Péter Eötvös conceived his opera Senza Sangue (Without Blood) as a complement to Bartók's Bluebeard's Castle. Premiered in concert in 2015, and staged independently in Avignon this past summer, Dmitri Tcherniakov has now staged and designed Senza Sangue together with Bluebeard's Castle for Staatsoper Hamburg in a fabulously effective new production. Eötvös' seven-scene, 45-minute work concludes with a woman inviting a man who murdered her father to sleep with her. When we see them post-coitus in a hotel room, the music for Bluebeard's Castle has already begun (the prologue is omitted) and we recognize the man and woman as Doppelgängers. While Judith lies in bed, Bluebeard attempts to end his life by slitting his wrist. She springs up to intervene, and all that follows unfolds within the confined space as her effort to unlock his inner demons. Eötvös conducted an extraordinarily passionate reading of Bartók's score, balanced by his own more aphoristic, and often gripping film-like setting of Senza Sangue.

The man who goes by the name of Tito is drawn from Alessandro Baricco's 2012 novel Senza Sangue. Since the day he and two others soldiers killed a war criminal, he has been haunted by the fact that the victim's daughter knows his identity. When a woman approaches him and links him to the murder scene, he anticipates his own end, but wrongly. The two begin a dialogue in a café. The vocal style is mostly parlando throughout, sometimes uncannily restrained as is the text (sung in Italian), while the expansive orchestra serves as a radiant hotbed of nerves and tension.

Sergei Leiferkus and Angela Denoke, realistically and superbly cast as the older man and middle-aged Nina, share the stage with a handful of extras who move in slow-motion through the bleak atmosphere of this nowheresville encounter. During a monologue for Nina, she approaches some of the strangers only to be repelled like a pariah. These folks are themselves isolated and dysfunctional. Nina explains to Tito how her life has tragically unfolded, how she was sold into marriage at 14. A frenetic, explosive interlude then carries us into the sixth scene, when they are alone onstage for the first time and she presses him to share his own perspective. Nina's recollection of the fateful evening sounds as a remote dream. In the final revelatory scene, Tito explains how he recognized in her eyes, when he discovered her hiding all those years ago, a kind of peace he had not before known. It was this Tristanesque gaze that motivated him to let her presence remain unknown. Her surprising suggestion that they sleep together unfolds as a catharsis along these lines, while tolling bells lend emotional weight to their union.

The slick overlap of the two operas is handled through distinctive costuming. In the hotel room, the man we first recognize as Tito could well want to end his life. As Bartók's music steers us, however, into the older drama, Bluebeard inherits Tito's guilt, while Judith assumes Nina's nearly obsessive attraction to him. With Bluebeard's suicide attempt, Judith herself takes on the role of rescuer, endeavoring to gain his trust to allow her to delve into his psyche. As Judith, Claudia Mahnke begins full of optimism, sung with lush vitality fully supported by Eötvös, who shaped achingly tender music for both her and Bluebeard, with the latter periodically revealing extreme fragility. The orchestra plays a key role in suggesting what it is that Judith sees behind the doors and what we might imagine. In this interpretation, which works brilliantly with the text, Bluebeard looks unknowing each time a door is opened, until Judith tells him what she sees. He accepts her suggestions and develops them, until the musical picture morphs and she hints at darker layers of truth.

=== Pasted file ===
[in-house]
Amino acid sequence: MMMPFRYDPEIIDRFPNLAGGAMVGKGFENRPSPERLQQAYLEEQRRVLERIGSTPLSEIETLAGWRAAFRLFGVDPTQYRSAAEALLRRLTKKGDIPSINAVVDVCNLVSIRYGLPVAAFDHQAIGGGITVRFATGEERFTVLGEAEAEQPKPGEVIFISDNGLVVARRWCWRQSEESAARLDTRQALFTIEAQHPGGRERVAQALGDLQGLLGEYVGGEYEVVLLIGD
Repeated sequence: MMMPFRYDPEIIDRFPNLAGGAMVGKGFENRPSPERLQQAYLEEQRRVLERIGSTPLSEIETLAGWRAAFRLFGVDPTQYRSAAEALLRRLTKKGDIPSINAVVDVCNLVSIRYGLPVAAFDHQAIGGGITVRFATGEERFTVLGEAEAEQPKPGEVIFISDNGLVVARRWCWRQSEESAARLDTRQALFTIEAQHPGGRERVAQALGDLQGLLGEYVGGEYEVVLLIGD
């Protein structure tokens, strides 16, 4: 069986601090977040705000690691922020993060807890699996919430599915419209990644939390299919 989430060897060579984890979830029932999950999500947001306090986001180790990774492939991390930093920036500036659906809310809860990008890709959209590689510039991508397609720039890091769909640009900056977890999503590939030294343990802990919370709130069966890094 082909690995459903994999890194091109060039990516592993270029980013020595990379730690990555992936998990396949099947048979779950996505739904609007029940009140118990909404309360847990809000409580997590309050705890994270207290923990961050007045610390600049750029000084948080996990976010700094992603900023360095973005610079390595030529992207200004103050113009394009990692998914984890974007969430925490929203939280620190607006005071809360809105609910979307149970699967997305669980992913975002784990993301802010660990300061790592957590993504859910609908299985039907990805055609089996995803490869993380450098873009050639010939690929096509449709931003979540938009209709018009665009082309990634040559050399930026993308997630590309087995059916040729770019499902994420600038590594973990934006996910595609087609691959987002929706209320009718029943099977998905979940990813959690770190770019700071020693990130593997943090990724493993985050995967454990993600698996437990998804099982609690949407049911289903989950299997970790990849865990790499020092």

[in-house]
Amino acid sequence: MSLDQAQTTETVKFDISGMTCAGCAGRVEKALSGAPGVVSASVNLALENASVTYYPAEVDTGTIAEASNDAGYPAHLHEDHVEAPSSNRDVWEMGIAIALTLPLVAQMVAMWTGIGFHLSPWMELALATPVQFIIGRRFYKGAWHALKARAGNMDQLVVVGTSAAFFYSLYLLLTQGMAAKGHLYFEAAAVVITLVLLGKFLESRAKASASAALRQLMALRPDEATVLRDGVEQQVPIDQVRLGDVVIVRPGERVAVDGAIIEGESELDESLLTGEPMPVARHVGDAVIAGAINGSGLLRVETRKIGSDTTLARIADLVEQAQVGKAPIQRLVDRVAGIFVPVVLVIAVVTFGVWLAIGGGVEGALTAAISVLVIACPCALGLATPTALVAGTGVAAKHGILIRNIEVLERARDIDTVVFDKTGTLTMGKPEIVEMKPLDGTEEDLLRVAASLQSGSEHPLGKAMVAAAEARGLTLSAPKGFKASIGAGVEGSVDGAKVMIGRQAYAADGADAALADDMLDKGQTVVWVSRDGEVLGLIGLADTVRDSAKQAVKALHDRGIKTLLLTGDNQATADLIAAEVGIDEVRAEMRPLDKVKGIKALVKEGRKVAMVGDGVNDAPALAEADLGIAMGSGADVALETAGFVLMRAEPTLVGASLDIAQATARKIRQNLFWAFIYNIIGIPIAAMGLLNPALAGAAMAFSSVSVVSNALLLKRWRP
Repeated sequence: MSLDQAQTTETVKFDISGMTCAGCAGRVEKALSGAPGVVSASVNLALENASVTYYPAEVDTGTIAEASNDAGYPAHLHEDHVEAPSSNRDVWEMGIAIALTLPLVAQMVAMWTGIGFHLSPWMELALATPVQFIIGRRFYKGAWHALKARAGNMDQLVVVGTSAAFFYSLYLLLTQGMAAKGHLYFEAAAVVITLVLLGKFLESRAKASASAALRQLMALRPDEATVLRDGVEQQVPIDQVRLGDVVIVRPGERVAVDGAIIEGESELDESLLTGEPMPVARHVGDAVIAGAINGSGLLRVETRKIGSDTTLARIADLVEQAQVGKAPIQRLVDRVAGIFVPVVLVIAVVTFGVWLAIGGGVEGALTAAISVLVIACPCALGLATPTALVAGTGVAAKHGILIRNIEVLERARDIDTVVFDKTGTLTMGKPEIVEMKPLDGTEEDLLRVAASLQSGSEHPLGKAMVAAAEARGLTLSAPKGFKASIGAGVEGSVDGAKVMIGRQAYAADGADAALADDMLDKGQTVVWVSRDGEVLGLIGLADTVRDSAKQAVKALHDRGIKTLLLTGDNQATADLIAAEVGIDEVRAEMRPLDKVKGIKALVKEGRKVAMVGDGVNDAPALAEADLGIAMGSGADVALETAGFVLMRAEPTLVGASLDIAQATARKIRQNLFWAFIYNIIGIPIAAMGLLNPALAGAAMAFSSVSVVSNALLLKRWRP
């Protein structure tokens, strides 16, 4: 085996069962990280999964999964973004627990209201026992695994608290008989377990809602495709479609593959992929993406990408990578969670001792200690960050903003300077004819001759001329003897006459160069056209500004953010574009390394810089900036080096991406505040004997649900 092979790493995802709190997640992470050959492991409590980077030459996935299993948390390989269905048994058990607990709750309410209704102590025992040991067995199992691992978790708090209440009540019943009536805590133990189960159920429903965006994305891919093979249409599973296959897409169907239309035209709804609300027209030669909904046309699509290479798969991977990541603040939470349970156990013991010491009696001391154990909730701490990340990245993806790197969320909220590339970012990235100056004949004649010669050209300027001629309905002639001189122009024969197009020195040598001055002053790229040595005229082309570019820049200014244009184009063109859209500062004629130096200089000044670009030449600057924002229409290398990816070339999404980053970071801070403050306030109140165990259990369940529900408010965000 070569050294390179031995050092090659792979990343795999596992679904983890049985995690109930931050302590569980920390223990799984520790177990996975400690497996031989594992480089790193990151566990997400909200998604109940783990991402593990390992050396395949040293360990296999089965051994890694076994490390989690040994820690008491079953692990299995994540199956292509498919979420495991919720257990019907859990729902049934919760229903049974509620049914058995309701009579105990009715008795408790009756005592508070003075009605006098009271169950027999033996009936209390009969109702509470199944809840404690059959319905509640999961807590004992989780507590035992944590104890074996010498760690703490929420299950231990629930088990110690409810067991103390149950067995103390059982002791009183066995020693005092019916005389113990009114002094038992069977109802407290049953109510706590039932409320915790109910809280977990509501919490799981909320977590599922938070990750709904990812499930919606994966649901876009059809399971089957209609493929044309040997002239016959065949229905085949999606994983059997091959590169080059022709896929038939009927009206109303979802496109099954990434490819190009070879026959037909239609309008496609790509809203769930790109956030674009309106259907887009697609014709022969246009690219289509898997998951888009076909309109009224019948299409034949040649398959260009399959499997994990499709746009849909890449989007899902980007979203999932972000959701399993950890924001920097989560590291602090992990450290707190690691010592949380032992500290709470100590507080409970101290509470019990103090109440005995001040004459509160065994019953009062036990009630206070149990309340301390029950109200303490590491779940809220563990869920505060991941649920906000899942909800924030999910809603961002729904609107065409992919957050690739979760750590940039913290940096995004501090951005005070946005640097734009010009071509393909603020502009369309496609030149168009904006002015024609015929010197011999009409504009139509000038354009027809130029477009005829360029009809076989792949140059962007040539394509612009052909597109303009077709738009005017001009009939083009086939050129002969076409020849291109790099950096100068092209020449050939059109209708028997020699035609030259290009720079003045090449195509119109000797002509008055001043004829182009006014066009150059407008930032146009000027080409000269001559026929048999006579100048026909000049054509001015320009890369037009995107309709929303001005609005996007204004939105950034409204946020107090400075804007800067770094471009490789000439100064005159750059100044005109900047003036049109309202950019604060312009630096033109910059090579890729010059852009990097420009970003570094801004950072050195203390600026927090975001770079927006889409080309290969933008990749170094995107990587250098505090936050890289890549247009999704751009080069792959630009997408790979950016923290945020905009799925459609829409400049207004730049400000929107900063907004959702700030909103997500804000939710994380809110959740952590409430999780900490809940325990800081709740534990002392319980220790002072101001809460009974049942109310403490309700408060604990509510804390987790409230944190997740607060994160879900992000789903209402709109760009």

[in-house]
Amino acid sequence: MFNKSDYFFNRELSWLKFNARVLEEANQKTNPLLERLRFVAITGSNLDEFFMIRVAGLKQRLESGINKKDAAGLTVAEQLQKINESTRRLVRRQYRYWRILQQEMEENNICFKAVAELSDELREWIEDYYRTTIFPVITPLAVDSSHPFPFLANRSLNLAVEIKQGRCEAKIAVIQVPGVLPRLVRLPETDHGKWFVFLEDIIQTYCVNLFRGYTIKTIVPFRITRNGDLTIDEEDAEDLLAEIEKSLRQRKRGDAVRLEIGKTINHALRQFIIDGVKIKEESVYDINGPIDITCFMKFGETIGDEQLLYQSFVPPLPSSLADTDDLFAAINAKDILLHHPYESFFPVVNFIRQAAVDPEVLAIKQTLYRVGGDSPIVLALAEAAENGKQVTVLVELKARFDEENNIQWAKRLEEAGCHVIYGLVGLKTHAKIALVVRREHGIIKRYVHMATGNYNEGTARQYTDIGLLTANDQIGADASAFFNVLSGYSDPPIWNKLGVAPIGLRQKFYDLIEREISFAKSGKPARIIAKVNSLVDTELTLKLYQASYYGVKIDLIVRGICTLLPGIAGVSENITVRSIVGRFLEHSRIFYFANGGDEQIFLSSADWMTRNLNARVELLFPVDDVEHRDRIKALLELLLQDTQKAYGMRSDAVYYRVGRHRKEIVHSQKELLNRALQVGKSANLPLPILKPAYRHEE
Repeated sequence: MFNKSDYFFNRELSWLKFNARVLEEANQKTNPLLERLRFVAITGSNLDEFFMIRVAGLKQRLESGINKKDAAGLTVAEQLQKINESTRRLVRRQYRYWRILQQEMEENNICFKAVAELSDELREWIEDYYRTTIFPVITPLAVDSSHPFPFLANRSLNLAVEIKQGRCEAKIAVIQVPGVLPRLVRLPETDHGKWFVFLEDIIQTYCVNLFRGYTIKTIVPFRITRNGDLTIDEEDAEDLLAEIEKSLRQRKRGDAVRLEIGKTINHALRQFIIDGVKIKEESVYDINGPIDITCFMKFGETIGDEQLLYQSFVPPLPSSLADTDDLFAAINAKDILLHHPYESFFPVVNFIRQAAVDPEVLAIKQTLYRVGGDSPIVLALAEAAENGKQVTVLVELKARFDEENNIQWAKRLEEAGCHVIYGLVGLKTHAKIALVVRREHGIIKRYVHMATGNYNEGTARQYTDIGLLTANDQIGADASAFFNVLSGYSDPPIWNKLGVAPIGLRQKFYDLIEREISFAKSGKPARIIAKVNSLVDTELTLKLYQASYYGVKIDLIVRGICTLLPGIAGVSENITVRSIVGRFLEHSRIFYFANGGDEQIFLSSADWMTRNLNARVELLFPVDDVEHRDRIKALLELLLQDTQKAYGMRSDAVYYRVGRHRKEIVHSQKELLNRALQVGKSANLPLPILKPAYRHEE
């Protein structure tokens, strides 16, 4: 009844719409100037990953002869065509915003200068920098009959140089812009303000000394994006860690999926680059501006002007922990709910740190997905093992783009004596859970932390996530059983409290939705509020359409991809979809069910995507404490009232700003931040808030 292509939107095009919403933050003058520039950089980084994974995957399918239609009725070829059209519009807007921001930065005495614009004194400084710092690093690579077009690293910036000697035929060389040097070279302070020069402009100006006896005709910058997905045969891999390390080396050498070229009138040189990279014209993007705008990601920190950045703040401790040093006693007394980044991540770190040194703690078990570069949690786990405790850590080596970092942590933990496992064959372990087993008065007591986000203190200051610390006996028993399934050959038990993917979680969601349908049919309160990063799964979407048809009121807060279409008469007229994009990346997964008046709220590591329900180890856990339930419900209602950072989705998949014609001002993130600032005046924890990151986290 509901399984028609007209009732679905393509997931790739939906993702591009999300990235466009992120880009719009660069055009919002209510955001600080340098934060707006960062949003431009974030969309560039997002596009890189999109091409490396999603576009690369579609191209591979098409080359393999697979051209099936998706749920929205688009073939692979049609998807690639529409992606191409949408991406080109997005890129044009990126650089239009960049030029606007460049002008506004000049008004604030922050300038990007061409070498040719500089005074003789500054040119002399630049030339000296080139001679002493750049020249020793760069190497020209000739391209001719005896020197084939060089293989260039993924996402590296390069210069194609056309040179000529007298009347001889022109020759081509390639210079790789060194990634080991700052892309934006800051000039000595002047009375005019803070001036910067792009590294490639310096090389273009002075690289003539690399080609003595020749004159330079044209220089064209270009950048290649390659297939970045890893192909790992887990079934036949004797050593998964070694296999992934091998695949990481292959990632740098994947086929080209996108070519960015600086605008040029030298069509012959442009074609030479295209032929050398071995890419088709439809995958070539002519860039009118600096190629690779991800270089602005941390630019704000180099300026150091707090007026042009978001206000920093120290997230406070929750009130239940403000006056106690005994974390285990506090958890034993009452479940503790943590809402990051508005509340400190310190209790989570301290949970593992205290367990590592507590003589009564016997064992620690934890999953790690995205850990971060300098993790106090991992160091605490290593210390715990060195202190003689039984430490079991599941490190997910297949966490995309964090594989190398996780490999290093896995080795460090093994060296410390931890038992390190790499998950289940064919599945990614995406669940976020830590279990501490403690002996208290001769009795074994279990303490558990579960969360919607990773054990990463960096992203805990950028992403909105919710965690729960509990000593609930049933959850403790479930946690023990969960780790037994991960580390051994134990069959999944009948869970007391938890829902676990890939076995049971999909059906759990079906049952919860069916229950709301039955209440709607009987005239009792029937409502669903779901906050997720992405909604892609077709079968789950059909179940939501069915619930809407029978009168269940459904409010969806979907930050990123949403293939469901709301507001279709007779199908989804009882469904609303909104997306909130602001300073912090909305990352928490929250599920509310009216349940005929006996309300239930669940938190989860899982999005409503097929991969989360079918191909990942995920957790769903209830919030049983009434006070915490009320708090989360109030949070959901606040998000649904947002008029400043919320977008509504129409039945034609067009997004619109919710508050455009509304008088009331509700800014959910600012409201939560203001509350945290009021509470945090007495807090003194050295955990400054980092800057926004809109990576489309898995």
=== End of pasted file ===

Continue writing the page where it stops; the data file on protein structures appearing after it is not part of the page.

The production focuses on the physical as well as psychological interaction between Bluebeard and Judith, with Tcherniakov fruitfully exploring the music's expressive potential. The fourth door, for example, reveals some of the opera's most voluptuous passages and they begin to make love, their passion seeming genuine for a stretch. During the climactic opening of the fifth door, Bluebeard marched deliriously in circles on the bed with his arms outstretched; a terrifying gesture of his potential for violence, convincingly and sonorously sung by Bálint Szabó. A generous pause set off Judith's flat response to this madness in the sharpest relief. By the penultimate door, Bluebeard lay on the floor exhausted, the shimmering music of the lake of tears suggesting a quieter soul. With the last door, the room transformed through video projections to a view of an expansive beach under a bright blue sky. Interjected images superimposed Judith and Bluebeard in the roles of Tito and Nina, when he peered into her hiding place and met her gaze. Atypically, but utterly persuasively in this superb operatic pairing, his final confession engenders a sense of release, freedom, and even compassion, as Judith slides under the bedcover beside him.